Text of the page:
Each button needs to be held down for 1 or 2 seconds until their corresponding light flashes to confirm activation.

The track button turns track mode on or off.  We had tracked mode turned on while we walked during the day.

The OK button sends a pre-programmed message when pressed.  We used this button when we set up camp at night and broke camp in the morning.  Our pre-programmed message was set to “we are happy campers”. When the button was pressed a message was sent by email to our list of email recipients to indicate that we were all OK.  A text message could also be sent to a list of pre-programmed mobile phone numbers but there is an additional cost for each message.

The message button works like the OK button but with a different pre-programmed message. We set our message to “We have been delayed for a day. All is OK”.

The assistance button also works like the OK button but is designed for assistance requests like “meet us at the pick up point in 4 hours”.  Only someone with a helicopter could assist us in the Western Arthurs so we could only realistically expect assistance in an emergency, this brings us to the next button.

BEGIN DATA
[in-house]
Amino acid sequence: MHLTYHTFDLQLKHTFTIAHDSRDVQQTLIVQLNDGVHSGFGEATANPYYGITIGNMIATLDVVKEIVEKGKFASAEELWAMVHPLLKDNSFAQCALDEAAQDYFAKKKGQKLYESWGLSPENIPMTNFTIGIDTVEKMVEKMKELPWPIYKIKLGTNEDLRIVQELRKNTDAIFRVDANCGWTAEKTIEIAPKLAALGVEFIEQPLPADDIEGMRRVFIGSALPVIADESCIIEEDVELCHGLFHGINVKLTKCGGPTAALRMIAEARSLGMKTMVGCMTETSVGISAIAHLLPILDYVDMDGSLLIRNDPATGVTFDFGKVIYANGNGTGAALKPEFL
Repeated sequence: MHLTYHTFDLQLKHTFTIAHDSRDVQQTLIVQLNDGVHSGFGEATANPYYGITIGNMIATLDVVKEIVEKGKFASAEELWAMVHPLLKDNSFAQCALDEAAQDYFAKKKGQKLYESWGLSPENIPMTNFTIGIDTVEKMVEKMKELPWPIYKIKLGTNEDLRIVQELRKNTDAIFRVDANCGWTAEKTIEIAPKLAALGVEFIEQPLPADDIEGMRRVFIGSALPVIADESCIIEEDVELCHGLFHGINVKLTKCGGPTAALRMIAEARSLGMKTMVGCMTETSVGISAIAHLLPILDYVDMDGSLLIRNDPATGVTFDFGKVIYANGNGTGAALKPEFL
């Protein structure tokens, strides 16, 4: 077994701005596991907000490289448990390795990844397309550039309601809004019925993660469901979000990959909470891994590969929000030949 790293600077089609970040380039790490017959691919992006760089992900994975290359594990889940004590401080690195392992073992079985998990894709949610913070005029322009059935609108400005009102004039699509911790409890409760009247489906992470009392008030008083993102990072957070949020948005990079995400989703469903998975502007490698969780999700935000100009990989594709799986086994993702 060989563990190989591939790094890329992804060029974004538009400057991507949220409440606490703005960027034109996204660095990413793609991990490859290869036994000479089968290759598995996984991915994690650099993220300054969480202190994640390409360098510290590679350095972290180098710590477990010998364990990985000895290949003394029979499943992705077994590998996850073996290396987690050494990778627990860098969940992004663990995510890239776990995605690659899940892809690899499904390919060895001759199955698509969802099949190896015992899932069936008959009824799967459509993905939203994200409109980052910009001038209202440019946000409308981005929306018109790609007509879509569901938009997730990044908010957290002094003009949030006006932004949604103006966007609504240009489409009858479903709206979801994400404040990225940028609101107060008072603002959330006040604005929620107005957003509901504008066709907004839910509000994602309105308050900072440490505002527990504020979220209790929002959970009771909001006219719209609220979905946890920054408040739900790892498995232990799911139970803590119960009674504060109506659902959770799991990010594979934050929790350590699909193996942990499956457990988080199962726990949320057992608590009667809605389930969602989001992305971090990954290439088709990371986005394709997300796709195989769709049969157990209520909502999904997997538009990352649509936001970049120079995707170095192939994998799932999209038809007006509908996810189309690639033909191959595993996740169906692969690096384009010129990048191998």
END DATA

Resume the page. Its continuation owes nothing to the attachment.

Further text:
The S.O.S. button sends a help request to an international emergency service (ref: GEOS).  It is not clear who it will be relayed to or how much it will cost.  As part of the subscription setup it is possible to purchase rescue insurance for up to $10,000.  We decided to avoid this button and use an EPIRB fitted with a GPS for emergency situations.  In Australia EPIRBs are reliably monitored by the Australian Maritime Safety Authority and the response is predictable.